Tuesday, May 28, 2024

Like a Rolling Stone: A Memoir by Jann S. Wenner

 

Had to put it down not even halfway through. Though the dude knew everybody from the 1960s, his sly and immodest style of claiming to influence almost any important work that took place during his tenure as publisher of Rolling Stone became too annoying for me to take.

Tuesday, May 21, 2024

Dance of the Happy Shades by Alice Munro


 Munro's first published book, and a fitting way to kick off my retrospective of her important body of work. She hasn't yet unleashed the "time torquing" technique of her later work, but the stories are wonderfully detailed and the characters deeply engraved.

The Pigman by Paul Zindel

 

Revisiting this 1968 YA title after fifty years! Still pretty good, pretty sad, little melodramatic, but basically a strong story. The ending particularly bittersweet -- narrator's rumination on how the whole human race are "baboons" waiting around the monkey house for someone to visit.

Thursday, May 16, 2024

Alice Munro RIP

Self-deception seems almost like something that’s a big mistake, that we should learn not to do. But I’m not sure if we can. Everybody's doing their own novel of their own lives. The novel changes -- at first we have a romance, a very satisfying novel that has a rather simple technique, and then we grow out of that and we end up with a very discontinuous, discordant, very contemporary kind of novel. I think that what happens to a lot of us in middle age is that we can't really hang on to our fiction any more.

Memory is the way we keep telling ourselves our stories – and telling other people a somewhat different version of our stories. We can hardly manage our lives without a powerful ongoing narrative. And underneath all these edited, inspired, self-serving stories there is, we suppose, some big bulging awful mysterious entity called THE TRUTH, which our fictional stories are supposed to be poking at and grabbing pieces of. What would be more interesting as a life’s occupation? One of the ways we do this, I think, is by trying to look at what memory does (different tricks at different stages of our lives) and at the way people’s different memories deal with the same (shared) experience. The more disconcerting the differences are, the more the writer in me feels an odd exhilaration.

I’m sad that I haven’t written a lot of things, but I’m incredibly happy that I’ve written as much as I have. Because there was a point when I was younger where there was a very good chance that I wouldn’t write anything – I was just too frightened.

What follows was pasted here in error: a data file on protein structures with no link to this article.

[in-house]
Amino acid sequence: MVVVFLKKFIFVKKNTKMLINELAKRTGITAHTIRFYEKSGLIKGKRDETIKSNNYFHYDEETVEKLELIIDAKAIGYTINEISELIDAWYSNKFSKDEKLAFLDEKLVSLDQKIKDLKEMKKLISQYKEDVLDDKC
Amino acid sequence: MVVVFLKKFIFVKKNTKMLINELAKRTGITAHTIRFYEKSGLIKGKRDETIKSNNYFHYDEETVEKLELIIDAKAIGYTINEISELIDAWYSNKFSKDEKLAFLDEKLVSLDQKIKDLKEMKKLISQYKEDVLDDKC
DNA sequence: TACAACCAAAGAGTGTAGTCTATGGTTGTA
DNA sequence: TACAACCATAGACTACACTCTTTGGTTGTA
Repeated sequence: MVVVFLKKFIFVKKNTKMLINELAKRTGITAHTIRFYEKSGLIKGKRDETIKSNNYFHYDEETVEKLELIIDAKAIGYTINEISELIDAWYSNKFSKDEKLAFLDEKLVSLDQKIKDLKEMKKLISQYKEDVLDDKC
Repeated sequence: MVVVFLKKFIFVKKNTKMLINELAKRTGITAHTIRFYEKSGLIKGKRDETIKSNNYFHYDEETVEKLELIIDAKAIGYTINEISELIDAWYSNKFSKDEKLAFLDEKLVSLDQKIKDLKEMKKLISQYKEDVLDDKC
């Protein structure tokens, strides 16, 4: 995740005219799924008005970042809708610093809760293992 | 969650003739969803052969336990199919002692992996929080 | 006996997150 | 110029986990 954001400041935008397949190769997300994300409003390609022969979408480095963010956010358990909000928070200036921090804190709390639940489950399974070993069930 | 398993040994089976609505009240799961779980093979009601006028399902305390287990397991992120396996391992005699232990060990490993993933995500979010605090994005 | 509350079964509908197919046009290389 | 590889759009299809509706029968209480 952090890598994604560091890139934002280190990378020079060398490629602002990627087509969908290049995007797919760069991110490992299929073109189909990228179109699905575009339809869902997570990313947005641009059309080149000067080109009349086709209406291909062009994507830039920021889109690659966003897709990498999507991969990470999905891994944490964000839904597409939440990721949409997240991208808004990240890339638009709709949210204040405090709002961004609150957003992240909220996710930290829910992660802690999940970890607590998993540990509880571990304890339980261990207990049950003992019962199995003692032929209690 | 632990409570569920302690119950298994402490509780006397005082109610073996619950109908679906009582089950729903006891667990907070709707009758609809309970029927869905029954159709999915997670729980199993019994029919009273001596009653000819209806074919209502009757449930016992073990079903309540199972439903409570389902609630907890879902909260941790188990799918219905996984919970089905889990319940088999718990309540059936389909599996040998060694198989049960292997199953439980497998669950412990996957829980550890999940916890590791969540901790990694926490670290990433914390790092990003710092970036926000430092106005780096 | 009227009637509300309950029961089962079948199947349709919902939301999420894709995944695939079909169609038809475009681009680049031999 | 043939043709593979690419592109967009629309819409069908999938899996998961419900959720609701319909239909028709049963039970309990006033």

I want to tell a story, in the old-fashioned way – what happens to somebody – but I want that ‘what happens’ to be delivered with quite a bit of interruption, turnarounds, and strangeness. I want the reader to feel something that is astonishing – not the ‘what happens’ but the way everything happens. These long short story fictions do that best, for me.


Monday, May 06, 2024

Four Novels of the 1960s by Philip K. Dick

 

The Man in the High Castle: Fascinating, weird, psychological alternative history, set in 1962, in the Rockies and in SF, after Germany and Japan won WWII. Dick has quite a beautiful prose style, and several of the characters are obsessed with the I Ching, and the process of casting and reading it are beautifully rendered.

The Three Stigmata of Palmer Eldritch: Even more gripping. A future (2016!) where the solar system has been colonized and conscripts from Earth are drafted to inhabit the rough and ugly planets, surviving by regular hallucinegenic dosing and fantasizing about life inside a barbie-like game construct of Earth. Dick maneuvers the reader into a labyrinthe of real/unreal/surreal settings - his characters don't know if they're dreaming life or living it.

Do Androids Dream of Electric Sheep?: Renowned as the basis for the film BLADE RUNNER, it actually bears only the slightest resemblance. The movie is all neo-noir and stream-punk moody atmospherics, but the novel is more about relationships between the human and non-human, and conversations about the importance of living animals and.

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